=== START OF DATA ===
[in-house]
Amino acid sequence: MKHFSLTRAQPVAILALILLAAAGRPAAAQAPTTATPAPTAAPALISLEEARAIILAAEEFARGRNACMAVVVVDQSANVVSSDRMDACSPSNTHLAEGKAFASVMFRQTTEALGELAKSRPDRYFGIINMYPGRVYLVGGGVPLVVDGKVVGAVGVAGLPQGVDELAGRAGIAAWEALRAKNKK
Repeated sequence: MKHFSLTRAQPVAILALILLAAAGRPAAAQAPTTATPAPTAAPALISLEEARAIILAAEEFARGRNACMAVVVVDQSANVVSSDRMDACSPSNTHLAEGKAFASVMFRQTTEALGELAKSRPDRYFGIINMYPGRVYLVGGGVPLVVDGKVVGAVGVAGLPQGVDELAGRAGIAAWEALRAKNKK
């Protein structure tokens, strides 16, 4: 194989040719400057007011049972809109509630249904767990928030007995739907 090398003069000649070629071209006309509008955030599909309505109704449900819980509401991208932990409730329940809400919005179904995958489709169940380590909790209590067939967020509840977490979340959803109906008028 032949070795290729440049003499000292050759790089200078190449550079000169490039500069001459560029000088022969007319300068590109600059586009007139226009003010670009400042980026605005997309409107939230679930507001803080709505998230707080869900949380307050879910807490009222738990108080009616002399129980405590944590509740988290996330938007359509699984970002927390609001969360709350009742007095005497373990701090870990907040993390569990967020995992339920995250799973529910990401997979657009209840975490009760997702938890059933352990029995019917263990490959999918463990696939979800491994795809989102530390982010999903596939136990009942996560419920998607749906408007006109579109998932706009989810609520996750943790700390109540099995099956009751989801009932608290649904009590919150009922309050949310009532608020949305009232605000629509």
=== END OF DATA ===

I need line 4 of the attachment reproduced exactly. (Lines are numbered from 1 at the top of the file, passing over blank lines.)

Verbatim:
């Protein structure tokens, strides 16, 4: 194989040719400057007011049972809109509630249904767990928030007995739907 090398003069000649070629071209006309509008955030599909309505109704449900819980509401991208932990409730329940809400919005179904995958489709169940380590909790209590067939967020509840977490979340959803109906008028 032949070795290729440049003499000292050759790089200078190449550079000169490039500069001459560029000088022969007319300068590109600059586009007139226009003010670009400042980026605005997309409107939230679930507001803080709505998230707080869900949380307050879910807490009222738990108080009616002399129980405590944590509740988290996330938007359509699984970002927390609001969360709350009742007095005497373990701090870990907040993390569990967020995992339920995250799973529910990401997979657009209840975490009760997702938890059933352990029995019917263990490959999918463990696939979800491994795809989102530390982010999903596939136990009942996560419920998607749906408007006109579109998932706009989810609520996750943790700390109540099995099956009751989801009932608290649904009590919150009922309050949310009532608020949305009232605000629509």